Welfare reform in the wake of austerity has fostered increased interest in self-help initiatives within the community sector. Amongst these, time banking, one of a number of complementary currency systems, has received increasing attention from policy makers as a means for promoting welfare reform. This book is the first to look at the concept of time within social policy to examine time banking theory and practice. By drawing on the social theory of time to examine the tension between time bank values and those of policy makers, it argues that time banking is a constructive means of promoting social change but is hindered by its co-option into neo-liberal thinking. This book will be valuable for academics/researchers with an interest in community-based initiatives, the third/voluntary sectors and theoretical analysis of social policy and political ideologies.
Visually and pedagogically rich, this wide-ranging introduction to key concepts and debates in welfare uses an innovative, question-based narrative to highlight the importance of theory to understanding welfare. In particular, it:
• Introduces concepts that are core to how policy is formulated and implemented.
• Provides students with a comprehensive vocabulary and toolkit for analysing policy examples and developing social science arguments.
• Includes stimulus material, diagrams, critical thinking activities, further reading lists and a companion website containing further policy examples, podcasts and class activities.
Written by an experienced and inspiring lecturer, this book is suitablefor undergraduate students of social policy, sociology, politics, public policy, social work, health and social care, particularly those taking courses on ‘welfare theory’,‘principles of social policy’, ‘key issues in welfare policy’ and similar. Using some of the hottest current debates about the problems and benefits of state-funded welfare, this book develops students’ social science understanding and analytic skills.
This chapter concludes the argument of the book, reiterate the key components around neo-liberal hybrids, market and non-market values and practices, the role of time banking as a mechanism of the latter and its co-option into the former and the potential use of time theory to start challenging this co-option. The discussion then moves on to outline the broader analytical framework and its suitability to analysing social policies as well as offering some final comments on the potential for developing alternative (non-neo-liberal) policies. Some considerations are offered as the starting point for an ongoing effort to consider alternatives to neo-liberalism, their promotion within welfare reform and efforts to further research these developments.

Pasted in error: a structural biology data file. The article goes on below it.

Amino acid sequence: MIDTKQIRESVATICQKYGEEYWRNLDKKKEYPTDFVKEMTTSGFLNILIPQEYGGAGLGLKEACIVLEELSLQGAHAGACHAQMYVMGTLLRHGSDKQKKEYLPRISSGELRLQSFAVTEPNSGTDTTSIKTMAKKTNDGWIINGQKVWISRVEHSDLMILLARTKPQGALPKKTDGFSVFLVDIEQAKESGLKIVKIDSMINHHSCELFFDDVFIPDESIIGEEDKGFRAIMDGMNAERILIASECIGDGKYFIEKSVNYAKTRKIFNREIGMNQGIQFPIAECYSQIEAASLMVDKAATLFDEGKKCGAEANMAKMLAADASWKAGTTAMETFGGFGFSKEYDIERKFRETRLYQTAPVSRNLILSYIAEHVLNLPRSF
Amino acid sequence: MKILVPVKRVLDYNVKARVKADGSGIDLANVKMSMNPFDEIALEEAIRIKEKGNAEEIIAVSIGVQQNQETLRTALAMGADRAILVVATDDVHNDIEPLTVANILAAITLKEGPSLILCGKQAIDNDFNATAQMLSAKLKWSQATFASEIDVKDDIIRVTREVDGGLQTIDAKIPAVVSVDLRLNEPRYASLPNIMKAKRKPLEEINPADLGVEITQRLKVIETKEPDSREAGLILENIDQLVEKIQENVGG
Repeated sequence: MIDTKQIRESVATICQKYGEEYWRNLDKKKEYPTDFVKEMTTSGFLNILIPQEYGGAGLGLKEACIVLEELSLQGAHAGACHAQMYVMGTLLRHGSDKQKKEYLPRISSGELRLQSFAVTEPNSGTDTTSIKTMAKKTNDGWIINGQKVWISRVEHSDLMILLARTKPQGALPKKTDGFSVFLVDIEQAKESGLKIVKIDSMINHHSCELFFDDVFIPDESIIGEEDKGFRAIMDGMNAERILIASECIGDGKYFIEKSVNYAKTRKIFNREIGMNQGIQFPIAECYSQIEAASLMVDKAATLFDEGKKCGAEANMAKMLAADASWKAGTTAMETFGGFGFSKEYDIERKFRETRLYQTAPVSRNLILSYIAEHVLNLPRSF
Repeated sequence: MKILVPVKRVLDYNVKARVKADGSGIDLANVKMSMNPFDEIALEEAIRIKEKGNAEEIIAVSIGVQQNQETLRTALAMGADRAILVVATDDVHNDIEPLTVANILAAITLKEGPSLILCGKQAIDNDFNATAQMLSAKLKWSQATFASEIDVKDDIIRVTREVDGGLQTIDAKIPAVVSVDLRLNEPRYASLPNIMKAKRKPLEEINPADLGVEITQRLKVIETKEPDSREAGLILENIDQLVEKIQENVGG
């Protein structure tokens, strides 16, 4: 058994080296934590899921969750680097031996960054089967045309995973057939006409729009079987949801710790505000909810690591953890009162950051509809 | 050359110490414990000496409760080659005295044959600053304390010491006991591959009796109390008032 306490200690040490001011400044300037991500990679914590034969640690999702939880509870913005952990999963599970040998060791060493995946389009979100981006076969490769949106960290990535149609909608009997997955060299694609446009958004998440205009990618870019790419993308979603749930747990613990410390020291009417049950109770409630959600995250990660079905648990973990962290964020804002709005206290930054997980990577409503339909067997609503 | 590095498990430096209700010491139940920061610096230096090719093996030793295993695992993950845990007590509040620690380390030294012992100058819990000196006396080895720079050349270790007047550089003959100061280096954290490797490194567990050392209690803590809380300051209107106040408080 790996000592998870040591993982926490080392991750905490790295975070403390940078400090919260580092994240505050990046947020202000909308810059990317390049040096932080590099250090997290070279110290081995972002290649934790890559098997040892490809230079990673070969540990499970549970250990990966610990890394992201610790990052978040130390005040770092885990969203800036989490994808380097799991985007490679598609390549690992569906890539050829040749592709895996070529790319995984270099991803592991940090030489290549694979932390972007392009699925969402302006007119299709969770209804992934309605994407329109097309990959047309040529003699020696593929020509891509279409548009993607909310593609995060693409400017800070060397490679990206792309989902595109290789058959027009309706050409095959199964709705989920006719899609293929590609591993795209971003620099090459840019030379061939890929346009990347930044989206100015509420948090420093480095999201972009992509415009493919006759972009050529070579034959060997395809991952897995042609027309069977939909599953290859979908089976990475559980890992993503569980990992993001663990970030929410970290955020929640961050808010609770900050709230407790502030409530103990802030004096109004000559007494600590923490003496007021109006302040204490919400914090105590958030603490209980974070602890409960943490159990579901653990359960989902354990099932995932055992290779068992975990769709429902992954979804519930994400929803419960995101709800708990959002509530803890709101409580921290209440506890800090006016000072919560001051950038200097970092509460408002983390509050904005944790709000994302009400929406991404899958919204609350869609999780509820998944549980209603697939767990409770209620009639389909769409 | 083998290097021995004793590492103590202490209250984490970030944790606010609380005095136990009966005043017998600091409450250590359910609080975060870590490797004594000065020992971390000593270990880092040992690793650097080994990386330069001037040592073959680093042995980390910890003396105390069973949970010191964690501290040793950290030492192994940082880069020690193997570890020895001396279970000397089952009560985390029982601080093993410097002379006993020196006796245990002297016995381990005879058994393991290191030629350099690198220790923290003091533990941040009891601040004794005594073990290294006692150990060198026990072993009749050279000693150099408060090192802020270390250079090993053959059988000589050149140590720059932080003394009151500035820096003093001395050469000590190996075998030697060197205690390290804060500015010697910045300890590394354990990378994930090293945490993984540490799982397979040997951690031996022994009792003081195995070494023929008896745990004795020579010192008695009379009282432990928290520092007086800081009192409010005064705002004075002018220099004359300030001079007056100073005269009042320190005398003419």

This chapter introduces the main themes of the book. It begins by exploring the current social and economic climate and how this leads to a search for alternative forms of practice for delivering welfare. Introducing time banking, a form of community currency with overlaps with volunteering, as one such mechanism the chapter examines why the use of time theory is relevant to a study of the use of time banking in welfare provision. This importance rests upon the possibility of using time banking within the dominant neo-liberal paradigm but also as a means of promoting non-neo-liberal values. This tension is the central focus of the book.
Returning to the argument of co-option outlined in Chapter Two this chapter examines the barriers to be overcome if time banking is to articulate non-neo-liberal values. This discussion is built around the concepts of resilience and resistance. The former is used to refer to the use of time banking within the neo-liberal paradigm as a means of fostering a particular form of community self-help which seeks to promote and sustain the status quo: locating the social problems and their solution at the community/individual level. This co-option is evidenced by drawing upon the analysis of third sector organisations and the isomorphism that has occurred. The latter, resistance, is used to discuss the potential alternative articulation outlined in Chapter 5 and the potential of time banking, built around the social theory of time analysis, to offer a theory and practice that can generate social change, and the wider welfare reforms needed to support this.